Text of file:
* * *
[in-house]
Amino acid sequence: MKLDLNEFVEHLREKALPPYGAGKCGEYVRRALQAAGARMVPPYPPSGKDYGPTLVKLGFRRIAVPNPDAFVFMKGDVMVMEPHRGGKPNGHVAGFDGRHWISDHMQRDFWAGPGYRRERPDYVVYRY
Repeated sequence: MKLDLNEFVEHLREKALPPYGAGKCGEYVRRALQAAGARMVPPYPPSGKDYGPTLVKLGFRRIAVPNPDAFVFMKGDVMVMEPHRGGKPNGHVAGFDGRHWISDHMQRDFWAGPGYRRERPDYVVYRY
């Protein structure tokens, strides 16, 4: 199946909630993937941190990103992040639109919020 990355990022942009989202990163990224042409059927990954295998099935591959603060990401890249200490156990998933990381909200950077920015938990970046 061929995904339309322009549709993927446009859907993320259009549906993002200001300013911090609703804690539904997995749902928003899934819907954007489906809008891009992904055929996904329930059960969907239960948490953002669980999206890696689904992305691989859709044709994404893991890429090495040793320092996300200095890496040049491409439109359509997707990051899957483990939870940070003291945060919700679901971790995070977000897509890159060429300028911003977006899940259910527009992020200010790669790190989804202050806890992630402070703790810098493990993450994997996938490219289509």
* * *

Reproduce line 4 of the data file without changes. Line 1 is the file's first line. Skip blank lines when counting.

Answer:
């Protein structure tokens, strides 16, 4: 199946909630993937941190990103992040639109919020 990355990022942009989202990163990224042409059927990954295998099935591959603060990401890249200490156990998933990381909200950077920015938990970046 061929995904339309322009549709993927446009859907993320259009549906993002200001300013911090609703804690539904997995749902928003899934819907954007489906809008891009992904055929996904329930059960969907239960948490953002669980999206890696689904992305691989859709044709994404893991890429090495040793320092996300200095890496040049491409439109359509997707990051899957483990939870940070003291945060919700679901971790995070977000897509890159060429300028911003977006899940259910527009992020200010790669790190989804202050806890992630402070703790810098493990993450994997996938490219289509």